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Figure.
Geographic Distribution of Surveyed Dermatology Clinics and Indian Health Service (IHS) or Tribal Hospitals
Geographic Distribution of Surveyed Dermatology Clinics and Indian Health Service (IHS) or Tribal Hospitals

The map presents the 11 regional IHS service areas (Albuquerque, Bemidji, Billings, California, Great Plains, Nashville, Navajo, Oklahoma City, Phoenix, Portland, and Tucson) in the continental United States, including surveyed rural dermatology clinics and urban dermatology clinics, which were excluded and treated as survey end points. Information on the IHS service areas retrieved from the US Department of Health & Human Services Open Data Site.

Table 1.  
Geographic Accessibility of Rural Dermatology Clinics and Rural Indian Health Service or Tribal Hospitals
Geographic Accessibility of Rural Dermatology Clinics and Rural Indian Health Service or Tribal Hospitals
Table 2.  
Characteristics of Surveyed Dermatology Clinics and Teledermatological Programs
Characteristics of Surveyed Dermatology Clinics and Teledermatological Programs
1.
Espey  DK, Jim  MA, Cobb  N,  et al.  Leading causes of death and all-cause mortality in American Indians and Alaska Natives.  Am J Public Health. 2014;104(suppl 3):S303-S311. doi:10.2105/AJPH.2013.301798PubMedGoogle ScholarCrossref
2.
Cormier  JN, Xing  Y, Ding  M,  et al.  Ethnic differences among patients with cutaneous melanoma.  Arch Intern Med. 2006;166(17):1907-1914. doi:10.1001/archinte.166.17.1907PubMedGoogle ScholarCrossref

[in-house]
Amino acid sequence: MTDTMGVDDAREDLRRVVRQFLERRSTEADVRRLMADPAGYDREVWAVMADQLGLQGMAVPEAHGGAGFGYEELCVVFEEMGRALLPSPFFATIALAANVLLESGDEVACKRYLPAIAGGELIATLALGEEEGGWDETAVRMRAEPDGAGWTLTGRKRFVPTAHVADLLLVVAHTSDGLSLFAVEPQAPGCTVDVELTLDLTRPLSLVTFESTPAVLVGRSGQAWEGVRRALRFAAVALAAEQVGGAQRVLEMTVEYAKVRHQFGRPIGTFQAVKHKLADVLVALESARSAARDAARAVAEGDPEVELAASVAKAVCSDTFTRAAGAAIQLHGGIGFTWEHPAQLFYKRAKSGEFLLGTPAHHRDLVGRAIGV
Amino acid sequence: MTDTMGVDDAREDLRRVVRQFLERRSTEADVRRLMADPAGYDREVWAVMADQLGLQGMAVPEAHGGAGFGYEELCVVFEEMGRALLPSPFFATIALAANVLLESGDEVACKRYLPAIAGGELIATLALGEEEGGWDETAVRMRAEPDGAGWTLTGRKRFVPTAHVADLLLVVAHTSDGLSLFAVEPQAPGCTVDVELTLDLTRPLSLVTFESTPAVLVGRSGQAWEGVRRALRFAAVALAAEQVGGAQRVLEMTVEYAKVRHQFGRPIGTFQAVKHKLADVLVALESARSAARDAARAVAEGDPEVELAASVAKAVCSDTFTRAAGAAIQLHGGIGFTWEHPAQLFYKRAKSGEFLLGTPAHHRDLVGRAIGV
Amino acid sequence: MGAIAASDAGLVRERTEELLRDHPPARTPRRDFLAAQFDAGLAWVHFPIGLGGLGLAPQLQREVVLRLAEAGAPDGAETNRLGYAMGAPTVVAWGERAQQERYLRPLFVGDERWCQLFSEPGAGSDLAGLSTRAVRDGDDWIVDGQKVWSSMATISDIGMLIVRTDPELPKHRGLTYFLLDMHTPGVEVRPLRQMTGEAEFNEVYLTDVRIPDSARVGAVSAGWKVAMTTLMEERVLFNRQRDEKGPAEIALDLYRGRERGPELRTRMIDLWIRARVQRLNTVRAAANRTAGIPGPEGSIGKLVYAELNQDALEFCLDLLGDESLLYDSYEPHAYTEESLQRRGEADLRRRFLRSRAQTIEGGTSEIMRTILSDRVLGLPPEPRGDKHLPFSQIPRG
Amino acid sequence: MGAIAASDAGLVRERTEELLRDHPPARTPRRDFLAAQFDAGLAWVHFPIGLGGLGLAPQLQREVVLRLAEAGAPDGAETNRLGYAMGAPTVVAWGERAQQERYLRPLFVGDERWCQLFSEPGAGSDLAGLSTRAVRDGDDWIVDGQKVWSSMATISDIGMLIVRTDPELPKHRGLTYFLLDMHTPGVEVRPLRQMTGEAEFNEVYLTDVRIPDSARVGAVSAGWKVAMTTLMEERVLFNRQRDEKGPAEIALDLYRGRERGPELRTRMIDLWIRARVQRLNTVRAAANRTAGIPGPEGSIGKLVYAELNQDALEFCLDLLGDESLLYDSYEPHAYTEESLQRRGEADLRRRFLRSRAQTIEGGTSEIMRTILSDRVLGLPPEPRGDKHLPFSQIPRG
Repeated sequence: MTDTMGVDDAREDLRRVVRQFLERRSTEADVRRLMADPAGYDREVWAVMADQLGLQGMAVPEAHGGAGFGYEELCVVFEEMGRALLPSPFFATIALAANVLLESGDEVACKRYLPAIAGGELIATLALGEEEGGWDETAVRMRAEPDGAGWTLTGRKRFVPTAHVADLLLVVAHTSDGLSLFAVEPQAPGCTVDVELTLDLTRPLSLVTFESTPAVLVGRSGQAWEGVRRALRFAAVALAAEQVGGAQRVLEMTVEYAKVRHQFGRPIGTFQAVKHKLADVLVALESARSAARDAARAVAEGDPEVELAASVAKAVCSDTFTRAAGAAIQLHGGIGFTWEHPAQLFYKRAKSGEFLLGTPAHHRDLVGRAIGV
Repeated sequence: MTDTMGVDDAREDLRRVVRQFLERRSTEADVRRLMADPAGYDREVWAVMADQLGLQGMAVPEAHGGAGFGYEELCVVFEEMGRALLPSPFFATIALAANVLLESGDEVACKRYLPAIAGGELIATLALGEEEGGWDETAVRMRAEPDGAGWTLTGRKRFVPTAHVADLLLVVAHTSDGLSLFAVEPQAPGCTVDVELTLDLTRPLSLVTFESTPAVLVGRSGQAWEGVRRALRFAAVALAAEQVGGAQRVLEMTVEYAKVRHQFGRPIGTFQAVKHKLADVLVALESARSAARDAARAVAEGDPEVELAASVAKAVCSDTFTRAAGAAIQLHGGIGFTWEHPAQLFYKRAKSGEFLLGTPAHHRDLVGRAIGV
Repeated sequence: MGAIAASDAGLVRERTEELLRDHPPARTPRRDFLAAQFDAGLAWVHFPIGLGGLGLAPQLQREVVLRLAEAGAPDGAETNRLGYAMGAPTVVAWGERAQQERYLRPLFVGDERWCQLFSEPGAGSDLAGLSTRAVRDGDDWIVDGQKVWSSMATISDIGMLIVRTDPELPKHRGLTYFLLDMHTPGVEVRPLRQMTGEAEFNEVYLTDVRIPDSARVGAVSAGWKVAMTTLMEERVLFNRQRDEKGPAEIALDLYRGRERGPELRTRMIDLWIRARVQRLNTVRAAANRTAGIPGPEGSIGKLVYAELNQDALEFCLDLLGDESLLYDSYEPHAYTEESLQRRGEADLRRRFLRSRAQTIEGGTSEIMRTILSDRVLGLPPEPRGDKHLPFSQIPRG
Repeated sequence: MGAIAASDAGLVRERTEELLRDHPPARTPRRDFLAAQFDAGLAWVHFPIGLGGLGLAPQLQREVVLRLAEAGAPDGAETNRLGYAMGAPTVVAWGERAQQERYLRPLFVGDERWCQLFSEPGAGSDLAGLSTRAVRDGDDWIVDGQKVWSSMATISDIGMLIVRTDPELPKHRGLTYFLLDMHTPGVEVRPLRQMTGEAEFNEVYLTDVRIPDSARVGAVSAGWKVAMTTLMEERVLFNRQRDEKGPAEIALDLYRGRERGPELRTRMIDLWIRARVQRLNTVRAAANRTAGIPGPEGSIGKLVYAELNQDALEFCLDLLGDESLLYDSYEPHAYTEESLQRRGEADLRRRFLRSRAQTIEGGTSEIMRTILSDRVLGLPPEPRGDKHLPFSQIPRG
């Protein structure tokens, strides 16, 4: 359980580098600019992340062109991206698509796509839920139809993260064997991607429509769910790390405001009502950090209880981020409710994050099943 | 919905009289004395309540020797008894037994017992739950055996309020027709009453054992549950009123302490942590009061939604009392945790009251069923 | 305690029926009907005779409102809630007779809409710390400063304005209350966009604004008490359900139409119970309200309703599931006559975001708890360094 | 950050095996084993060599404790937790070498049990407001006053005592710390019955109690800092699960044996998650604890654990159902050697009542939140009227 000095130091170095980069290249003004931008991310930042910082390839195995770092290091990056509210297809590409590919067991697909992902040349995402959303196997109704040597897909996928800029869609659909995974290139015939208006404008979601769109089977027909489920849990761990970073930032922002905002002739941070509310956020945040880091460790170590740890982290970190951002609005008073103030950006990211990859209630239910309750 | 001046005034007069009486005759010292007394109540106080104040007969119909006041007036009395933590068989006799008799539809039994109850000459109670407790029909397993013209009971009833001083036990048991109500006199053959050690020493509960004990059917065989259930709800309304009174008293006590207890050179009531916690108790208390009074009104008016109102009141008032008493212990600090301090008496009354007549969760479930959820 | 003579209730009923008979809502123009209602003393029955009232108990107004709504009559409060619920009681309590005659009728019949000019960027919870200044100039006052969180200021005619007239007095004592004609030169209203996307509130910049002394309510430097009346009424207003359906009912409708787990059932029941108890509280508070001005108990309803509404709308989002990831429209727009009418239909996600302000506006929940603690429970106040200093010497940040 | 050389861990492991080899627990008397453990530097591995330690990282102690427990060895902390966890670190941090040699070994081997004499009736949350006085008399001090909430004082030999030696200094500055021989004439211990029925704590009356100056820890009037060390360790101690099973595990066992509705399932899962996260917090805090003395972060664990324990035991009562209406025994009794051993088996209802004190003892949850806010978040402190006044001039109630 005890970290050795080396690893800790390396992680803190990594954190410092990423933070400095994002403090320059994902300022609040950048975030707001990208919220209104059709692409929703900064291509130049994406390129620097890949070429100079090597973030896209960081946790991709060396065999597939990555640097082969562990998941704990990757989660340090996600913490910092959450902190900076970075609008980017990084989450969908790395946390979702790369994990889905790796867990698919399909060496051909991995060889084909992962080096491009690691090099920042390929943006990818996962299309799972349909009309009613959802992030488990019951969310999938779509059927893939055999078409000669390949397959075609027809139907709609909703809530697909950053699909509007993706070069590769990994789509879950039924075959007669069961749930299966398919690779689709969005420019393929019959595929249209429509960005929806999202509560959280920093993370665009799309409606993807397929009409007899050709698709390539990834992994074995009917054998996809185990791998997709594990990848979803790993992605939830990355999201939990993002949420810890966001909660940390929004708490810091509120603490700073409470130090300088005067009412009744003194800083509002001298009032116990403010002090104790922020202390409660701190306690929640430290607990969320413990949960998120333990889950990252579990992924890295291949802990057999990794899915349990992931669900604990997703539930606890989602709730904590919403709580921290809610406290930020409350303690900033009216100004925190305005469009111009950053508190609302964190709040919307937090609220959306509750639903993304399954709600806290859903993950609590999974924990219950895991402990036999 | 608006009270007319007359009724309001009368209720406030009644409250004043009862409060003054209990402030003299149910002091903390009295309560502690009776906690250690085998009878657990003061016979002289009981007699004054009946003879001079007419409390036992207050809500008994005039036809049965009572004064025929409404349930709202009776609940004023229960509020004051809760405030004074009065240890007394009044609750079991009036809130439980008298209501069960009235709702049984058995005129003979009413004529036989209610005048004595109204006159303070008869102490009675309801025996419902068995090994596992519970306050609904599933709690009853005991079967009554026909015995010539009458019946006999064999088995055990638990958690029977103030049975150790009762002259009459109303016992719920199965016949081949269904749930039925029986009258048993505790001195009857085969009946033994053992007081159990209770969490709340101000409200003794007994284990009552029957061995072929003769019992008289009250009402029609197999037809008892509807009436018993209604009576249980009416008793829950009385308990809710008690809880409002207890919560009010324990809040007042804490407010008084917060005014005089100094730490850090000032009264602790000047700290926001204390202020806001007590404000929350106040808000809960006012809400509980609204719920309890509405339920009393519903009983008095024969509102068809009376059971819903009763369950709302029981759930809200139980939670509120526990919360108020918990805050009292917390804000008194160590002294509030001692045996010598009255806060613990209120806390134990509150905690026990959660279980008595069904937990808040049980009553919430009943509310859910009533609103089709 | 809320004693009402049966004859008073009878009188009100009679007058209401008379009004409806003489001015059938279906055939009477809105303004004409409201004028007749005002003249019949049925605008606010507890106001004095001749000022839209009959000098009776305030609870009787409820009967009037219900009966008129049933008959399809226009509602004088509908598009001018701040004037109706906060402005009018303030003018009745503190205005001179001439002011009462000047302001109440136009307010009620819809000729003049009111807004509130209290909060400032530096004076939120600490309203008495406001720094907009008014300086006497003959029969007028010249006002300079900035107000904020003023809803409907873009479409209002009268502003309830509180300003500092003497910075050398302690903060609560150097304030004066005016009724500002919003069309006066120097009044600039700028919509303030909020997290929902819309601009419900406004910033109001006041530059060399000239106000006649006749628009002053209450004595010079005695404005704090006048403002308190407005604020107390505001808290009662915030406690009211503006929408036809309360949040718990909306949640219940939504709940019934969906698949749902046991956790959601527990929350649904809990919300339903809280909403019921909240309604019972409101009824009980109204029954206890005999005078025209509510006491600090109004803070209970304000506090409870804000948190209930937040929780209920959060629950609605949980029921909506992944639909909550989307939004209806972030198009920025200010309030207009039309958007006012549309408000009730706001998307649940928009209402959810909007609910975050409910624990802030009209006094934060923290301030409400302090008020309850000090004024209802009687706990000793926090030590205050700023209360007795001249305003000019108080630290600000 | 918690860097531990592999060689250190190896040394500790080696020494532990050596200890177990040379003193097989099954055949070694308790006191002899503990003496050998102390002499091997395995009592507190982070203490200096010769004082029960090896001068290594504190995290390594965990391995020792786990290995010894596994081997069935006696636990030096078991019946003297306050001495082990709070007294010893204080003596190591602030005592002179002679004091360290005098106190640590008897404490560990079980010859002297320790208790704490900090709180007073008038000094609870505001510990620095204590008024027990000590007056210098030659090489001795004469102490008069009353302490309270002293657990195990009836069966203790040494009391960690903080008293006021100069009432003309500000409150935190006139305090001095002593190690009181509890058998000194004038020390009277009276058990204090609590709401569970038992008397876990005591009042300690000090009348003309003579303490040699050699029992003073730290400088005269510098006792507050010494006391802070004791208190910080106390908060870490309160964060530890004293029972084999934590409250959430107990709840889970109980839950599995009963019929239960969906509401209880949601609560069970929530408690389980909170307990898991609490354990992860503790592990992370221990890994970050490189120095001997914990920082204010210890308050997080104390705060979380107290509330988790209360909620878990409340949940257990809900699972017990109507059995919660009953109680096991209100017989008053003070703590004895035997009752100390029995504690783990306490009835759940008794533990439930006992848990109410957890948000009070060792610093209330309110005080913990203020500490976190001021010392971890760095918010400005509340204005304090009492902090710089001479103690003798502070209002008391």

3.
Lanzarotta  T, Greene  J. Communications technologies as community technologies: Alaska Native villages and the NASA satellite health trials of the 1970s. https://www.technologystories.org/communications-technologies-as-community-technologies-alaska-native-villages-and-the-nasa-satellite-health-trials-of-the-1970s/. Published May 2, 2017. Accessed May 2018.
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Hays  H, Carroll  M, Ferguson  S, Fore  C, Horton  M.  The success of telehealth care in the Indian Health Service.  Virtual Mentor. 2014;16(12):986-996. doi:10.1001/virtualmentor.2014.16.12.stas1-1412PubMedGoogle Scholar
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Sequist  TD, Cullen  T, Acton  KJ.  Indian Health Service innovations have helped reduce health disparities affecting American Indian and Alaska Native people.  Health Aff (Millwood). 2011;30(10):1965-1973. doi:10.1377/hlthaff.2011.0630PubMedGoogle ScholarCrossref
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Coates  SJ, Kvedar  J, Granstein  RD.  Teledermatology: from historical perspective to emerging techniques of the modern era: part II: emerging technologies in teledermatology, limitations and future directions.  J Am Acad Dermatol. 2015;72(4):577-586. doi:10.1016/j.jaad.2014.08.014PubMedGoogle ScholarCrossref
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Uscher-Pines  L, Malsberger  R, Burgette  L, Mulcahy  A, Mehrotra  A.  Effect of teledermatology on access to dermatology care among Medicaid enrollees.  JAMA Dermatol. 2016;152(8):905-912. doi:10.1001/jamadermatol.2016.0938PubMedGoogle ScholarCrossref
8.
Warne  D, Frizzell  LB.  American Indian health policy: historical trends and contemporary issues.  Am J Public Health. 2014;104(suppl 3):S263-S267. doi:10.2105/AJPH.2013.301682PubMedGoogle ScholarCrossref
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Indian Health Service. IHS profile. https://www.ihs.gov/newsroom/factsheets/ihsprofile/. Updated May 2018. Accessed June 2018.
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Norris  T, Vines  PL, Hoeffel  EM. The American Indian and Alaska Native Population: 2010. 2010 Census Briefs. https://www.census.gov/history/pdf/c2010br-10.pdf. Issued January 2012. Accessed June 2018.